New Mayor Picks Next Police Boss for New York

Keechant Sewell, first woman in the job, will face jump in crime, department issues
By Bob Cronin,  Newser Staff
Posted Dec 15, 2021 6:25 PM CST
New York to Have First Female Police Commissioner
Mayor-elect Eric Adams stands Wednesday with Keechant Sewell at the Queensbridge houses in Long Island City, Queens.   (AP Photo/Brittainy Newman)

For the first time, New York City will have a woman as police commissioner. Keechant Sewell, the current chief of detectives in Nassau County, will be in charge of the largest police department in the nation, the New York Times reports. In a statement, Mayor-elect Eric Adams called Sewell, 49, "a proven crime fighter with the experience and emotional intelligence to deliver both the safety New Yorkers need and the justice they deserve." Sewell promised, per CNN, "I will have the backs of my officers, but they must have the backs of the public."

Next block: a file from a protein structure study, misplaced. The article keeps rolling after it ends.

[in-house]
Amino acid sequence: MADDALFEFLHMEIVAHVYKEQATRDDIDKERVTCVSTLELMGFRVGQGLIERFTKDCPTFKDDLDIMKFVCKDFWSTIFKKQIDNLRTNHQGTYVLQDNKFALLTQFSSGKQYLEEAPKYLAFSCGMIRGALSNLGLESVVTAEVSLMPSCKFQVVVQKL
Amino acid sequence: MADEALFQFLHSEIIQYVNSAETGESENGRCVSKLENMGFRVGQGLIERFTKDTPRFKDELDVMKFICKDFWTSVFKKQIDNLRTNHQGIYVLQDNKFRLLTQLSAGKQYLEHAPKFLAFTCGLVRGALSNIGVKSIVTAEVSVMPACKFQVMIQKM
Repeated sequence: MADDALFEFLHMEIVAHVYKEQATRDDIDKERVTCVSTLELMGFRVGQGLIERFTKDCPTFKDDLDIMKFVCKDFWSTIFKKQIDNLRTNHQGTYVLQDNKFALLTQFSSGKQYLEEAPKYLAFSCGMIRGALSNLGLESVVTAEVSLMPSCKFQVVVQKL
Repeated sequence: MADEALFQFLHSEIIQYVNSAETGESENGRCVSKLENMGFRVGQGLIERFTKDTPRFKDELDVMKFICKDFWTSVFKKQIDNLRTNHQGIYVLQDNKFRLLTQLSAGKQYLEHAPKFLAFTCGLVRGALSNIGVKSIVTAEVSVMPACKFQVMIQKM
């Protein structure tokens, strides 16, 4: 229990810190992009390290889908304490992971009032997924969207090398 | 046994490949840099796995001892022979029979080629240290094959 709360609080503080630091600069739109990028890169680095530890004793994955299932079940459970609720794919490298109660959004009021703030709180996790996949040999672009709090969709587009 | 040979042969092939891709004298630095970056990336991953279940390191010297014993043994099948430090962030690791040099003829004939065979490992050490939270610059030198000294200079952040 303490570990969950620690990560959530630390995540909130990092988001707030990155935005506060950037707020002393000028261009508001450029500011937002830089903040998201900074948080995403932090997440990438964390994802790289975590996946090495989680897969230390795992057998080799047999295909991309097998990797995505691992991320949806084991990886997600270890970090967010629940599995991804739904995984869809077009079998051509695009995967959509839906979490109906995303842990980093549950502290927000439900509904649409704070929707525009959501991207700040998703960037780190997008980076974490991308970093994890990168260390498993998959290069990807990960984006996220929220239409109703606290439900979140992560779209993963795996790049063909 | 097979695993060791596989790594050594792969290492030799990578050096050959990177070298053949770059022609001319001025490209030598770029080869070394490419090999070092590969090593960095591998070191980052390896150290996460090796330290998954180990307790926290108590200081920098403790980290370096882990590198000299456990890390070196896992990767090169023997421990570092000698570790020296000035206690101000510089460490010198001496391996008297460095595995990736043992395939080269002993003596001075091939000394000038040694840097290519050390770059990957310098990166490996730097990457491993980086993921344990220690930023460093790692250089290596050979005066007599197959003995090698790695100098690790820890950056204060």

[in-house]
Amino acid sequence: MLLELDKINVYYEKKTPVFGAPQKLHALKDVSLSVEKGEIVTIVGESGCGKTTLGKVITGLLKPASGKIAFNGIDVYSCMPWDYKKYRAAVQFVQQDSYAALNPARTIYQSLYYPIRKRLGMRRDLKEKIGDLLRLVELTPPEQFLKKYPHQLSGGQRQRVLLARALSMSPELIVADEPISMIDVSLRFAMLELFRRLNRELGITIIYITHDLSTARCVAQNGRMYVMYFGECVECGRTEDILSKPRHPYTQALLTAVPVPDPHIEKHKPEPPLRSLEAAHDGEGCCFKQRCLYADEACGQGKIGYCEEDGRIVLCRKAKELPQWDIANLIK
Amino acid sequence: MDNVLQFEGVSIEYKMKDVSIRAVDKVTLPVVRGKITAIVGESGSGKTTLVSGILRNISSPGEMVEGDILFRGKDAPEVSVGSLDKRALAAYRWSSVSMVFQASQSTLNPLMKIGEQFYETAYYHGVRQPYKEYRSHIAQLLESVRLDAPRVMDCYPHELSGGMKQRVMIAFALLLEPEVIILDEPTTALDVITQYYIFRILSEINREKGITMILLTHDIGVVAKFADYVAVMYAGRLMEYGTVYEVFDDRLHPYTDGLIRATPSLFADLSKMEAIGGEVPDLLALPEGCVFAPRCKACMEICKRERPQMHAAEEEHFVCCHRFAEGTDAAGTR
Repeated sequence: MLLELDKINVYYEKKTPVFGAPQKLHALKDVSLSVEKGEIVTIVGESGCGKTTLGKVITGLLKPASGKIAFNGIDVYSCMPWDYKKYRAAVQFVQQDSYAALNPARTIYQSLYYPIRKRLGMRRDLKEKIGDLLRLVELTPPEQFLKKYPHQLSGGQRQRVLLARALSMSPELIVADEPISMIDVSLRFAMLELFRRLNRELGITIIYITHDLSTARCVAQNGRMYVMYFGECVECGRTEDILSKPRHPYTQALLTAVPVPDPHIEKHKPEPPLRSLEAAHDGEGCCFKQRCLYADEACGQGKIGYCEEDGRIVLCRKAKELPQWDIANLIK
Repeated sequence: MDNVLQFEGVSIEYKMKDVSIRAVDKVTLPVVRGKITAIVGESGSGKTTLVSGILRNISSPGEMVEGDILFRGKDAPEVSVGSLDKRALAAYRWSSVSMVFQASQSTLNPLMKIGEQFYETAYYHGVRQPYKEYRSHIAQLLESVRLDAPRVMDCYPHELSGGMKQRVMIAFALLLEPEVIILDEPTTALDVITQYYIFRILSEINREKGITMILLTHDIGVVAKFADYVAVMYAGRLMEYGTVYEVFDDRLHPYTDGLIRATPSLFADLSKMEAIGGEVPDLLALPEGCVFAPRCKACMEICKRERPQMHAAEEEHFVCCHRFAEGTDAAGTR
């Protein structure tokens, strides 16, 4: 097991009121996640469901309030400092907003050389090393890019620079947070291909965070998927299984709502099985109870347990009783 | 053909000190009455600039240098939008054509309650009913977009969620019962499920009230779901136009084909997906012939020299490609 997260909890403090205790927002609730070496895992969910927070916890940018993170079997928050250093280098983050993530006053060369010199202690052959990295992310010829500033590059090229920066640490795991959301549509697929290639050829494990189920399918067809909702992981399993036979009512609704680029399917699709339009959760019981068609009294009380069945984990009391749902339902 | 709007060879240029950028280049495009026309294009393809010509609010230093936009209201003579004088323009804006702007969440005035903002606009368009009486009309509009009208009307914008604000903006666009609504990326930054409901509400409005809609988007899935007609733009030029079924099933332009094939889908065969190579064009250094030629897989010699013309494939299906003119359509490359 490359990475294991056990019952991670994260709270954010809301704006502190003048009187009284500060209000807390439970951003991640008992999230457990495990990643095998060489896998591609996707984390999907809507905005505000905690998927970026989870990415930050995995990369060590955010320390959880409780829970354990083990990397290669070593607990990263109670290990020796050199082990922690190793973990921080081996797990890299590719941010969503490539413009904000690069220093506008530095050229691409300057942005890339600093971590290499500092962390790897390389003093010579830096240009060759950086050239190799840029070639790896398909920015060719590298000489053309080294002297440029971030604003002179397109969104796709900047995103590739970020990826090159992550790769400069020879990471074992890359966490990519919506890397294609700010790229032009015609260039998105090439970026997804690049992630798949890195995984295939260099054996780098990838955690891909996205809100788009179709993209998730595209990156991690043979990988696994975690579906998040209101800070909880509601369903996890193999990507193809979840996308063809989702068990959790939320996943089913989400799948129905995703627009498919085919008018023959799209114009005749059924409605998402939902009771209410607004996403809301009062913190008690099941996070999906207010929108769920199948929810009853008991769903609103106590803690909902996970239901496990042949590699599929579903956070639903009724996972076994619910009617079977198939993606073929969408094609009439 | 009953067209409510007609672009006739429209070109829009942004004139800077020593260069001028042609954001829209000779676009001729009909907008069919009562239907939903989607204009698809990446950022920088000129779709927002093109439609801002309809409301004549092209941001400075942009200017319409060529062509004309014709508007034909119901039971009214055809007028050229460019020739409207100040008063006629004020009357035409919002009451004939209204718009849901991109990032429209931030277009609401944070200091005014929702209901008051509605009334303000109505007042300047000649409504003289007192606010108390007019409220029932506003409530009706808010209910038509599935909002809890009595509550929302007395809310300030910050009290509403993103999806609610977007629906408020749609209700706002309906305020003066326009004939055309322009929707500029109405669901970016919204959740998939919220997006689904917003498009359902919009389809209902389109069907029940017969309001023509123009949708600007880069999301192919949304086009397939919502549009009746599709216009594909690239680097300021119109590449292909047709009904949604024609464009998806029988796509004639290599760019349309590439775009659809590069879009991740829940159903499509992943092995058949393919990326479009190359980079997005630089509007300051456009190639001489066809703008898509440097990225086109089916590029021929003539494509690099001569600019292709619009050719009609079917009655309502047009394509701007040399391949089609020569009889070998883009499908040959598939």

In his mayoral campaign, Adams had stressed fighting the recent increase in violence in the city and abuse by police officers. The interview process for Sewell included a mock news conference under a scenario in which a white officer shot an unarmed Black man. The police officers union said it was looking forward to working with Sewell. Officers "have passed their breaking point," said union President Patrick Lynch, who added, "we need to fix that break in order to get our police department and our city back on course." The Legal Aid Society expressed hope that the new chief "will bring a new approach to the helm of an agency in dire need of top-to-bottom reforms."

Sewell also worked in the narcotics and major case units in Nassau County, and as a hostage negotiator. She'll take over the 35,000-officer New York department in January, become the third Black person in the job. One analyst said Sewell's "worries are going to revolve around what the city council's doing in regards to crime and quality of life issues, and the surge of gun violence." There are also demands for greater transparency involving police discipline and tactics. A Nassau County official who worked with Sewell was impressed: "She showed herself not only aware of the issues, but she knows how to fix problems, and that is a rare gift." (Read more New York City Police Department stories.)

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